Human Milk Saves Babies, Reduces Complications

by Neven Simpson, Staff writer

Mothers' Milk Bank at AustinStudies show that the health benefits of human breast milk have the potential to save the lives of babies born preterm. Human milk provides optimal nutrition, boosts immunity and reduces the incidence of medical complications so newborns can come home from the hospital more quickly. Unfortunately, many mothers of preterm babies are unable to produce milk. To meet this growing need, the Mothers’ Milk Bank of Austin, which opened in 1999, has increased access to breast milk for preterm and sick babies.

“When a mother’s own milk is not available, pasteurized donor human milk is a life saving therapy for premature infants in our neonatal intensive care unit,” says Sonny Rivera, Jr., MD, Neonatologist with Pediatrix Medical Group/St. David’s Medical Center and co-founder of the Mothers Milk Bank of Austin.

“Research…provides strong evidence that human milk feeding decreases the incidence and/or severity of a wide range of infectious diseases – including bacterial meningitis, bacteremia, diarrhea, respiratory tract infection, necrotizing entercolitis, otitis media, urinary tract infection, and late-onset sepsis…”
Source: Gartner, L.M., et al. “Breastfeeding and the use of human milk.” Pediatrics. 2005 February, 15(2):496–506.

The Mother’s Milk Bank of Austin is one of only 12 milk banks in the U.S. and serves 44 NICU’s in six states. They also dispense milk to outpatients with a physician’s prescription. Their mission is to accept, pasteurize and dispense donor human milk by physician prescription to premature and ill infants. They have set up a safe distribution system that ensures that these babies get the nutrients they need during the first few crucial weeks of life in order to help prevent future medical complications.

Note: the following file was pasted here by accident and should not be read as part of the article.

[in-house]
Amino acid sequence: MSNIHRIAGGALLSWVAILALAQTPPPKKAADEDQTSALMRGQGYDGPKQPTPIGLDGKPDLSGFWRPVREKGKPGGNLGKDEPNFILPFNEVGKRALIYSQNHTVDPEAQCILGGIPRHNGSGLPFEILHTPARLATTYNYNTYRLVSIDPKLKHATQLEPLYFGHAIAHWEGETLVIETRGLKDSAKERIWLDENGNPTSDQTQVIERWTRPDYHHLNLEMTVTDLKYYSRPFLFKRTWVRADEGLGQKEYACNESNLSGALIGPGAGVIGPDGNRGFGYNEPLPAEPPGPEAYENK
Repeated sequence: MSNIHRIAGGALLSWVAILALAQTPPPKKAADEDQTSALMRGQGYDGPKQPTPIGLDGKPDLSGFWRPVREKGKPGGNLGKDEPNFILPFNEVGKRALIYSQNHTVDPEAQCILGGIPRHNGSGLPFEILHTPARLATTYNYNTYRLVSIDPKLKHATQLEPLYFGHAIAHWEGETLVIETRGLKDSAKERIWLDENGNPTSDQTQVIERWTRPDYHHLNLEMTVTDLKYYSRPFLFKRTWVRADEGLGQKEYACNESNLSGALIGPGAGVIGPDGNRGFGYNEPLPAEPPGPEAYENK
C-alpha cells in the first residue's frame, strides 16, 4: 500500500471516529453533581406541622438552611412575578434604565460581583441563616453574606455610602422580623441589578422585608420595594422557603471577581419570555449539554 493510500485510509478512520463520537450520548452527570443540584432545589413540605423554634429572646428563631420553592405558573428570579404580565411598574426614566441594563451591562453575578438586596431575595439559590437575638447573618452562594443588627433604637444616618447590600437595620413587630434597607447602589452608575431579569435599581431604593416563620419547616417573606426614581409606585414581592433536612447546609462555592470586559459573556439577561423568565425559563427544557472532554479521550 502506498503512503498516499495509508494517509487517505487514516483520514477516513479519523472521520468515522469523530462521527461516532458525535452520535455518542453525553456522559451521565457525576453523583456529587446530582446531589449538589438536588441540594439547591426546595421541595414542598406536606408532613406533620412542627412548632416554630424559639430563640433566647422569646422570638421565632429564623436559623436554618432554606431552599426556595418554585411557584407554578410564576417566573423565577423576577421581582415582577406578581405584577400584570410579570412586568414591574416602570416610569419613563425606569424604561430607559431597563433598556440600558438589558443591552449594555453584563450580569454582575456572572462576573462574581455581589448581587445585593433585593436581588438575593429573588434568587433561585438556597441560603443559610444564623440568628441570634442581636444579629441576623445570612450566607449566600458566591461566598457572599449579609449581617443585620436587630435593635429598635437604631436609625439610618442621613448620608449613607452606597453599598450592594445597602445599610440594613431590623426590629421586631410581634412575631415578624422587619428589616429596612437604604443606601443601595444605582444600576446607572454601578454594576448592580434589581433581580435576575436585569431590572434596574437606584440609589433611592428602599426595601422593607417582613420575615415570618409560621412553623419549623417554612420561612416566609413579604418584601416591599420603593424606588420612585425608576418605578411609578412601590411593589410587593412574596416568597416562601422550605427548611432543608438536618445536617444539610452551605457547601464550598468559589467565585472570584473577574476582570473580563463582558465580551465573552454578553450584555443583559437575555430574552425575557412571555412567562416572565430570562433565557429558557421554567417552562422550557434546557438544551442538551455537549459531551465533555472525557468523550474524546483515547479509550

Kristen feeding her preemie

Photo credit: Knight Family

Because human milk can make such a difference for NICU infants, the Mother’s Milk Bank actively recruits volunteer milk donors to keep up with the growing demand. Women with excess milk can become donors after going through a screening process that is similar to that of giving blood, which includes an examination of their medical history and lifestyle. Milk donations of any quantity are welcomed as long as an attempt is made to give the desired minimum of 150 ounces. Last year one dedicated mother was able to give about 15,000 ounces which substantially contributed to the 1,500 fragile babies the Mother’s Milk Bank was able to assist.

“The United States incurs $13 billion in excess costs annually and suffers 911 preventable deaths per year because infants are not breastfed for the first six months of life. The majority of these costs are attributable to three causes: sudden infant death syndrome (SIDS), necrotizing enterocolitis (NEC), and lower respiratory infections.”
Source: Bartick, M., et al. “The burden of suboptimal breastfeeding in the United States: a pediatric cost analysis.” Pediatrics. 2010 May;125(5):e1048-56.

Milk banks like the Mothers’ Milk Bank of Austin are vital to preterm and ill infants struggling to develop into healthy, strong individuals. Milk banks are able to give mothers peace of mind in knowing their babies are receiving nutrients they cannot yet provide them, while donating mothers have the satisfaction of knowing that they are caring for the next generation and are ensuring the health of those babies most medically in need. For more information on the Mothers’ Milk Bank of Austin, visit their website at